Movie Review: "The Skin I Live In"
Published: Friday, October 28, 2011
Updated: Friday, October 28, 2011 12:10
Like Prince, it seems Pedro Almodovar has moved to a one-name basis: the credit in front of "The Skin I Live In" advertises it solely as "A Film by Almodovar". And that may be fair enough, as his status as an auteur has never been clearer than it is here, where even though he constantly quotes directly from his influences, such as "Frankenstein" and "Eyes Without a Face", he never sheds the dominant themes (of homosexuality, trans-sexuality, and the subversion of identity within such choices/changes) for a single second.
Working with Antonio Banderas again for the first time in many a moon, Almodovar constructs an eerily creepy horror film of sterilized tools, monstrous art works (Banderas is constantly framed in front of, and dwarfed by, nude portraits), and subversive sex (it's impossible not to assume that Pedro is a very big fan of David Cronenberg's masterful "Dead Ringers"). There are few films in which a rape scene qualifies as a minor primer for the horror to come, but "The Skin" certainly qualifies.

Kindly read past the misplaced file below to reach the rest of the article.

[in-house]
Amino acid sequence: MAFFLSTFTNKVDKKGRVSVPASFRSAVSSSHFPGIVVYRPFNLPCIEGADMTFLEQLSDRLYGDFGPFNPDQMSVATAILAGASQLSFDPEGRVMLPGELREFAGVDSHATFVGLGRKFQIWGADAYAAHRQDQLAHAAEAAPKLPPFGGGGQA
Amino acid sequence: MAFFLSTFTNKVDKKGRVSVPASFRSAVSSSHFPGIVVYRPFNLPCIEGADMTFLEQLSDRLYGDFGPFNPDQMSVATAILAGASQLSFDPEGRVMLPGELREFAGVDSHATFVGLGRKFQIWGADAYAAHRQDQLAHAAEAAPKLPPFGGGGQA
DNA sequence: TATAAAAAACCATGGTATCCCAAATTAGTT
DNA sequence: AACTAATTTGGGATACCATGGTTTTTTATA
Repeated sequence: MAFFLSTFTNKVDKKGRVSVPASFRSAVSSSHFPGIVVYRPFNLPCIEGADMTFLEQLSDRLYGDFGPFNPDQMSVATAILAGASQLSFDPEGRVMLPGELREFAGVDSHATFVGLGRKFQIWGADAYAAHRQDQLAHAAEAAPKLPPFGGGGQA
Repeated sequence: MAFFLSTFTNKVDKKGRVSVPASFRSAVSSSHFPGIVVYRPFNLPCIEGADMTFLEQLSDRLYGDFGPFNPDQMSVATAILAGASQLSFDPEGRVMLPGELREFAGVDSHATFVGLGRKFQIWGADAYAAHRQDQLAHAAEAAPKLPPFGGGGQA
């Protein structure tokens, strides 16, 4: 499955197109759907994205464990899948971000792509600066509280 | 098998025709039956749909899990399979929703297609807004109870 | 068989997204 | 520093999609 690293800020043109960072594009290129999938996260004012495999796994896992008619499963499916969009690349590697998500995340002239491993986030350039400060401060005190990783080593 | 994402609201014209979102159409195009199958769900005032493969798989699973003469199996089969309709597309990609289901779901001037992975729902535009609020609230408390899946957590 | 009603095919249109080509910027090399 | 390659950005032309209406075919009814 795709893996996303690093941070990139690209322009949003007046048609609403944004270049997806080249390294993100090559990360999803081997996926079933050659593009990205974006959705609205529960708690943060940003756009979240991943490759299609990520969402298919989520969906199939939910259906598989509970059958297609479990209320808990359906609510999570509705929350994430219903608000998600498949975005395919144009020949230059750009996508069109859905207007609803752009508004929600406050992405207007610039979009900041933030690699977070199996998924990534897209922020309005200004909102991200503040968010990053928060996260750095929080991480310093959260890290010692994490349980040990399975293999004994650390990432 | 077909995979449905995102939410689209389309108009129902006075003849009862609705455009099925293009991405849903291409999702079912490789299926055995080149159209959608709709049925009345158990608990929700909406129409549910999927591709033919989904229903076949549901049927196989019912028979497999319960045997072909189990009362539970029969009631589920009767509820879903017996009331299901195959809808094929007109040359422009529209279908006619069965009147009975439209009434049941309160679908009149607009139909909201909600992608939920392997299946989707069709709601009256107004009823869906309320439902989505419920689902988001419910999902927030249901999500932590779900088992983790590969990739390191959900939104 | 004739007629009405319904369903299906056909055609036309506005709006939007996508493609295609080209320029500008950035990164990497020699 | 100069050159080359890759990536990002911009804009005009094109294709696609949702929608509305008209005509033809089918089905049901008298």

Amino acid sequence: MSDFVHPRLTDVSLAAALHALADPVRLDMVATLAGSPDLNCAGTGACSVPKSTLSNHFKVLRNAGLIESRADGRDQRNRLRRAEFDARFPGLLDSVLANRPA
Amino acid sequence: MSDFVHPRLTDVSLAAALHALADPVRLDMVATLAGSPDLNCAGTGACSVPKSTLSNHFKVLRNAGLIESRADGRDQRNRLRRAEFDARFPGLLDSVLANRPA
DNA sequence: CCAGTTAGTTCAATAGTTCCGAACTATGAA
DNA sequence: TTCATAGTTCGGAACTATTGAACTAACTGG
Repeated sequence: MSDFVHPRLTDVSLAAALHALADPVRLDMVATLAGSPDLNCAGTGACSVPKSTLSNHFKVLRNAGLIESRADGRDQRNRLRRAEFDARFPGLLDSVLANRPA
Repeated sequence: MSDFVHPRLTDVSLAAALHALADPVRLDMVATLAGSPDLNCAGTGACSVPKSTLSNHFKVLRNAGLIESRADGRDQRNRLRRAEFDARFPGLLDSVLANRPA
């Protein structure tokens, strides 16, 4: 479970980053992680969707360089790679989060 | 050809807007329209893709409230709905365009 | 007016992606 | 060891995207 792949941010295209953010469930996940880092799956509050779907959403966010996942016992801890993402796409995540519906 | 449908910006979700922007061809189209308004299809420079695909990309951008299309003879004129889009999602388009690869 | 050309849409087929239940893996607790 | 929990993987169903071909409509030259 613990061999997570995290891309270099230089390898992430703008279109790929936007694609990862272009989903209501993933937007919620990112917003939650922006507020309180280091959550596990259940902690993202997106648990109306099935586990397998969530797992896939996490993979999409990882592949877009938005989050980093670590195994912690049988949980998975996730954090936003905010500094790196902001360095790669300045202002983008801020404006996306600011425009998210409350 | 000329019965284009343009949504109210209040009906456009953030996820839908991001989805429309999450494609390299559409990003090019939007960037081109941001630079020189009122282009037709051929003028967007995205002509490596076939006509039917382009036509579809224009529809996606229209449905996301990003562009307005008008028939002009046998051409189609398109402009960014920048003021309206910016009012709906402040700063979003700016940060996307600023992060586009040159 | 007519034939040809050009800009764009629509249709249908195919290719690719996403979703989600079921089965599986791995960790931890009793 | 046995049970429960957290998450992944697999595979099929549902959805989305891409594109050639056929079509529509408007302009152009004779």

As Dr. Robert Ledgard, Banderas portrays a master surgeon (and apparently a very capable scientist) who aims to create the perfect artificial skin. I hesitate to reveal any more than that; the film slowly unspools its mysteries through a carefully constructed (yet still tongue-in-cheek) series of flashbacks and flash-forwards.
What we do know is this: Ledgard is suave, debonair even, and entirely sinister. He keeps a woman locked up in his home for testing purposes; their relationship remains a mystery until the flashback-laden 2nd act.
The brilliance in Almodovar's film is in the way he's constantly turning us over in disgust while never for a second losing sight of his theme of identity. Banderas opens the film with a speech on how our appearance defines us as people, and Almodovar spends the entirety of the running time deconstructing that statement to study its truth (or lack thereof). The scares in this film are not about being killed, or mutilated, or tortured, it's about having your very identity taken away.
Many will compare this film, which wears you down with shocks before hitting you with the "big one", to Park Chan-Wook's similarly twisted revenge thriller "Oldboy", and I'm not sure that comparison is very far off (when you subtract, of course, Almodovar's patented soap opera style of delivery.)
While his pacing remains somewhat languid, the shocks within are more than enough to carry interest for two hours. I apologize for the near-total lack of plot summary here; I assure you the only worthwhile way to enjoy this film is with a completely blank slate as to its mysteries.
Almodovar has put together its horror film, and while it may be privilege, power, obsession, identity, and playing God that scare him more than ghouls or serial killers, its horrifying all the same. New release horror films have been somewhat dreadful this Halloween, so if you have a strong stomach (and an open mind) there really is no option other than "The Skin I Live In".